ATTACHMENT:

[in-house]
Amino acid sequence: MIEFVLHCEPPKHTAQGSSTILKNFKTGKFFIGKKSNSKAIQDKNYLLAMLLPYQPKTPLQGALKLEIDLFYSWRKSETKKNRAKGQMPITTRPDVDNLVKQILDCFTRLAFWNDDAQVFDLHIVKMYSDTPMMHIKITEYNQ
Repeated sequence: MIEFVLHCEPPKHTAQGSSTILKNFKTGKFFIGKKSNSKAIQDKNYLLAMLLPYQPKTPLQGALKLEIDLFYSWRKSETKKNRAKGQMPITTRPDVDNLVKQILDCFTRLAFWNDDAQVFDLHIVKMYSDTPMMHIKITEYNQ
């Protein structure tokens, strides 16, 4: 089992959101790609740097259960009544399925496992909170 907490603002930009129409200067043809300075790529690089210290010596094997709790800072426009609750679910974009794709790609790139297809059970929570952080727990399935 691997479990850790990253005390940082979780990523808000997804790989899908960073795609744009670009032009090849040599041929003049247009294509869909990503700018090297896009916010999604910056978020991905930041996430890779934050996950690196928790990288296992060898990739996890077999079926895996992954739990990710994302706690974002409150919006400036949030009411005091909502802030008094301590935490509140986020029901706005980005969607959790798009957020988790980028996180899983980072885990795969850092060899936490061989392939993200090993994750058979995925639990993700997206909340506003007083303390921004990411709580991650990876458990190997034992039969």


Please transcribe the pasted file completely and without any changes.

[in-house]
Amino acid sequence: MIEFVLHCEPPKHTAQGSSTILKNFKTGKFFIGKKSNSKAIQDKNYLLAMLLPYQPKTPLQGALKLEIDLFYSWRKSETKKNRAKGQMPITTRPDVDNLVKQILDCFTRLAFWNDDAQVFDLHIVKMYSDTPMMHIKITEYNQ
Repeated sequence: MIEFVLHCEPPKHTAQGSSTILKNFKTGKFFIGKKSNSKAIQDKNYLLAMLLPYQPKTPLQGALKLEIDLFYSWRKSETKKNRAKGQMPITTRPDVDNLVKQILDCFTRLAFWNDDAQVFDLHIVKMYSDTPMMHIKITEYNQ
């Protein structure tokens, strides 16, 4: 089992959101790609740097259960009544399925496992909170 907490603002930009129409200067043809300075790529690089210290010596094997709790800072426009609750679910974009794709790609790139297809059970929570952080727990399935 691997479990850790990253005390940082979780990523808000997804790989899908960073795609744009670009032009090849040599041929003049247009294509869909990503700018090297896009916010999604910056978020991905930041996430890779934050996950690196928790990288296992060898990739996890077999079926895996992954739990990710994302706690974002409150919006400036949030009411005091909502802030008094301590935490509140986020029901706005980005969607959790798009957020988790980028996180899983980072885990795969850092060899936490061989392939993200090993994750058979995925639990993700997206909340506003007083303390921004990411709580991650990876458990190997034992039969």